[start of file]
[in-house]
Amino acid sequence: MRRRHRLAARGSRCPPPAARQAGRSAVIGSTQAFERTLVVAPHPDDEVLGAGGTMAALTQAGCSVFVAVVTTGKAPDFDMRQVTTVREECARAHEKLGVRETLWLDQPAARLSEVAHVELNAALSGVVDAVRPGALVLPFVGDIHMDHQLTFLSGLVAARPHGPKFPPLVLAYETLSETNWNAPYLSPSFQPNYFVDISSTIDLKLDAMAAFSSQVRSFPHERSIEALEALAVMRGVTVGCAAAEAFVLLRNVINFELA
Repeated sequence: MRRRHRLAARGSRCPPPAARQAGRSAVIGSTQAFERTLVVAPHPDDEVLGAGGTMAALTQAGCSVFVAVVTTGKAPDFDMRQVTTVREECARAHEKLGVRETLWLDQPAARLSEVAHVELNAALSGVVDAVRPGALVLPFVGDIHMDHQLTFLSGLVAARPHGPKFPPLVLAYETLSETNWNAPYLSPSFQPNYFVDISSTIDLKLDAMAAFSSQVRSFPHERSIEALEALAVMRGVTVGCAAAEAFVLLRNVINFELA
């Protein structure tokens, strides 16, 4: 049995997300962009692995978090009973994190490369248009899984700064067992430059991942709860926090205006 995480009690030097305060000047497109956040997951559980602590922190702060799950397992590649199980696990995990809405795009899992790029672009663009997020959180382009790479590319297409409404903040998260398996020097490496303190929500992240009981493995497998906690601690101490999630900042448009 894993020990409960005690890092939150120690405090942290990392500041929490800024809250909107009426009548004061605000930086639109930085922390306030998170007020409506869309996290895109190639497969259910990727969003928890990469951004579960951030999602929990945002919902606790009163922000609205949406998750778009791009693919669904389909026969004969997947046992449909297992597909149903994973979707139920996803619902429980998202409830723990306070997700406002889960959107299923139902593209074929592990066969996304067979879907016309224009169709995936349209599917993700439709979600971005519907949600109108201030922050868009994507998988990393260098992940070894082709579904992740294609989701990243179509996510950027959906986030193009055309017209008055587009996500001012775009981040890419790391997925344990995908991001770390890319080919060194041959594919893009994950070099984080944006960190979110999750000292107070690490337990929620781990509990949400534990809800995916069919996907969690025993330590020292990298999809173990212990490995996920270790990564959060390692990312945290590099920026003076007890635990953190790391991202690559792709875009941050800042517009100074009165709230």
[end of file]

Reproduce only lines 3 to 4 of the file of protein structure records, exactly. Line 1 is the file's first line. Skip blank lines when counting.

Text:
Repeated sequence: MRRRHRLAARGSRCPPPAARQAGRSAVIGSTQAFERTLVVAPHPDDEVLGAGGTMAALTQAGCSVFVAVVTTGKAPDFDMRQVTTVREECARAHEKLGVRETLWLDQPAARLSEVAHVELNAALSGVVDAVRPGALVLPFVGDIHMDHQLTFLSGLVAARPHGPKFPPLVLAYETLSETNWNAPYLSPSFQPNYFVDISSTIDLKLDAMAAFSSQVRSFPHERSIEALEALAVMRGVTVGCAAAEAFVLLRNVINFELA
């Protein structure tokens, strides 16, 4: 049995997300962009692995978090009973994190490369248009899984700064067992430059991942709860926090205006 995480009690030097305060000047497109956040997951559980602590922190702060799950397992590649199980696990995990809405795009899992790029672009663009997020959180382009790479590319297409409404903040998260398996020097490496303190929500992240009981493995497998906690601690101490999630900042448009 894993020990409960005690890092939150120690405090942290990392500041929490800024809250909107009426009548004061605000930086639109930085922390306030998170007020409506869309996290895109190639497969259910990727969003928890990469951004579960951030999602929990945002919902606790009163922000609205949406998750778009791009693919669904389909026969004969997947046992449909297992597909149903994973979707139920996803619902429980998202409830723990306070997700406002889960959107299923139902593209074929592990066969996304067979879907016309224009169709995936349209599917993700439709979600971005519907949600109108201030922050868009994507998988990393260098992940070894082709579904992740294609989701990243179509996510950027959906986030193009055309017209008055587009996500001012775009981040890419790391997925344990995908991001770390890319080919060194041959594919893009994950070099984080944006960190979110999750000292107070690490337990929620781990509990949400534990809800995916069919996907969690025993330590020292990298999809173990212990490995996920270790990564959060390692990312945290590099920026003076007890635990953190790391991202690559792709875009941050800042517009100074009165709230």